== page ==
Words are grained into our landscapes, and landscapes are grained into our words. Landmarks is about the power of language to shape our sense of place. It is a field guide to the literature of nature, and a glossary containing thousands of remarkable words used in England, Scotland, Ireland and Wales to describe land, nature and weather. The author of The Old Ways, Mountains of the Mind and The Wild Places shows that language, well used, is a keen way of knowing landscape, and a vital means of coming to love it.
The sexual abuse of children by adult men is a global problem. It appears to happen in every sector of society and the exposure of paedophile rings is a daily news story. But why does it happen at all? Batmanghelidjh runs Kids Company, Kennedy is a human rights lawyer, Berelowitz is Chair, national inquiry into child sexual abuse linked to the family.
We explore AI’s history, technology and potential; its manifestations in intelligent machines; its connections to neurology and consciousness, as well as – perhaps most tellingly – what AI reveals about us as human beings. Zarkadakis is the author of In Our Own Image: Will Artificial Intelligence Save or Destroy Us?
We know that, as individuals, we often 'miswant' – that is, want things that will not improve our wellbeing. How can we miswant as citizens, policymakers, or societies? How might some of the 'good' desires also have a darker side to them? Desires around hope, choice, and achievement, for example, can all make things worse as well as better. Dolan is a Professor of Behavioural Science at LSE. Tharoor is an Indian MP with over 1 million constituents in Thiruvananthapuram, and 3 million Twitter followers.
Do we need a First Amendment? What’s the best we can argue for in terms of independence, regulation, ownership, and authority? Bell is a member of the Scott Trust and Director of the Tow Center for Digital Journalism; Sambrook was Director of the BBC World Service and now runs Cardiff School of Journalism. Tony Phillips is Commissioning Editor, Documentaries, World Service. Chaired by Jon Snow.
Rock star, crowd-funding pioneer, and TED speaker Amanda Palmer knows all about asking. Performing as a living statue in a wedding dress, she wordlessly asked thousands of passersby for their dollars. When she left her record label to strike out on her own, she asked her fans to support her in making an album, leading to the world’s most successful music Kickstarter. In her groundbreaking book, she explores the barriers to asking for help in her own life and in the lives of those around her. Part manifesto, part revelation, this is the story of an artist struggling with the new rules of exchange in the C21st, both on and off the internet. Chaired by Francine Stock.
We have a lifetime’s association with our bodies, but for many of us they remain uncharted territory. The doctor takes us on a journey through health and illness, offering insights on everything from the ribbed surface of the brain to the secret workings of the heart and the womb; from the pulse of life at the wrist to the unique engineering of the foot. If the body is a foreign country, then to practise medicine is to explore new territory: the explorer and author of Empire Antarctica leads the reader on an adventure through what it means to be human.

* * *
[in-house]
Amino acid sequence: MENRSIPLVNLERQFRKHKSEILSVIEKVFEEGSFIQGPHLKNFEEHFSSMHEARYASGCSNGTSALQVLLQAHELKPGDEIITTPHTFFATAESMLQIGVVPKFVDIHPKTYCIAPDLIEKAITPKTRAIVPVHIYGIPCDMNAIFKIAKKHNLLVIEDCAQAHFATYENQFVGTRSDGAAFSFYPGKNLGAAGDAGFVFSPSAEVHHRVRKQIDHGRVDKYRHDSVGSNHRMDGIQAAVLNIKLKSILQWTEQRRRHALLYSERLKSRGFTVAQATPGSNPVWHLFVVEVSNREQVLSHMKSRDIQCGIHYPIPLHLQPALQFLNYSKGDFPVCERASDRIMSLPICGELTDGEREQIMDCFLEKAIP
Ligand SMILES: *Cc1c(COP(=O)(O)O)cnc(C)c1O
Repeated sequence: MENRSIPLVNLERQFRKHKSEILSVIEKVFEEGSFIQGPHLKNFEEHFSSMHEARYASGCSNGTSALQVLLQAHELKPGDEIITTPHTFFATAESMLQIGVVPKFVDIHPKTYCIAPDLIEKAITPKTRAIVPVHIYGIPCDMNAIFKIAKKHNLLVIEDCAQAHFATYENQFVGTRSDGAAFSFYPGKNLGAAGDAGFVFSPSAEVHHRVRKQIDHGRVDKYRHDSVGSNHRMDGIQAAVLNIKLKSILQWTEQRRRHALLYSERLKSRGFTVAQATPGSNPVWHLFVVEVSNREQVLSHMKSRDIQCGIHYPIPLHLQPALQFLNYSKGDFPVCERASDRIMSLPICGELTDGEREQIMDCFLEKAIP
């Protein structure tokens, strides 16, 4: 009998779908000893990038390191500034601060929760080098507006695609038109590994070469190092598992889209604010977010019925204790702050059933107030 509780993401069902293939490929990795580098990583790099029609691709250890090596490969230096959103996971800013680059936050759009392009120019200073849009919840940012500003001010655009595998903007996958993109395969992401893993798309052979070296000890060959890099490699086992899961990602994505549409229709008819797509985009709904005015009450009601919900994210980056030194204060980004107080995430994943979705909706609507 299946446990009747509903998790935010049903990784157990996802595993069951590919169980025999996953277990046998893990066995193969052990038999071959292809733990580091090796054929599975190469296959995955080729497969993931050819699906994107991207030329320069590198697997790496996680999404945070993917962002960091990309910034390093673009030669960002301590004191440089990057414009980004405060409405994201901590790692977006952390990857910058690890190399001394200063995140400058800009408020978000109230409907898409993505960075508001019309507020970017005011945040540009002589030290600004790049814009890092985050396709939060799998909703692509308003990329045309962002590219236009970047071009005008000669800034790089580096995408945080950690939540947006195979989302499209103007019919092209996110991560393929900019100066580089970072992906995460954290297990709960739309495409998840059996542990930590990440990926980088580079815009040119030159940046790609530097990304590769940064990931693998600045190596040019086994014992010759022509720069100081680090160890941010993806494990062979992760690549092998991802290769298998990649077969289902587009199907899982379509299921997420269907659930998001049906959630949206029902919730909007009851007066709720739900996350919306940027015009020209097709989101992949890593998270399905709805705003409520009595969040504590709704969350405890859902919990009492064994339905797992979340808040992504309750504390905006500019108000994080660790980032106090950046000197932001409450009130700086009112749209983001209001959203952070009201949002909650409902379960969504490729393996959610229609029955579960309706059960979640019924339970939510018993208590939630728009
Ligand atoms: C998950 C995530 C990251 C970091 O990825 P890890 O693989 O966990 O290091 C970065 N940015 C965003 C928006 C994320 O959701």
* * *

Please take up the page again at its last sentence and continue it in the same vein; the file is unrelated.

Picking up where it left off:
'As much as anything, World War I turned on the fate of Ukraine...' The decision to go to war in 1914 had catastrophic consequences for Russia. The result was revolution, civil war and famine in 1917–20, followed by decades of Communist rule. Dominic Lieven explains why this suicidal decision was made and explores the world of the men who made it. But by looking at the origins and results of the First World War from a mostly Russian angle he also offers a radically different view of why Europe descended into disaster, overturning assumptions about the war's causes and consequences in a way that still has major implications for world history down to the present day. Chaired by Oliver Bullough.
Bethan Elfyn presents the best new music from Wales and beyond with highlights, guests and performances, broadcasting live from the festival.
Broadcast every Saturday evening on BBC Radio Wales from 7pm–10pm.
Pioneering fashion designer Orsola de Castro and co-founder of Fashion Revolution Day, discusses the future of sustainability in fashion with Margareta van den Bosch, H&M’s former design director and now creative advisor, Jessica Bumpus from Vogue and Catarina Midby, H&M's Sustainable Fashion Advisor. They talk to Dilys Williams, Director of the London College of Fashion’s Centre for Sustainable Fashion. The panel will also offer their insights on the final garments created by 12 students from H&M’s Garment Recycling Programme after a week-long workshop with leading designers. The workshops will have encouraged students to use and consider sustainable sourcing and techniques in the production of their garments as well as ensuring the finished product is beautifully designed and presented.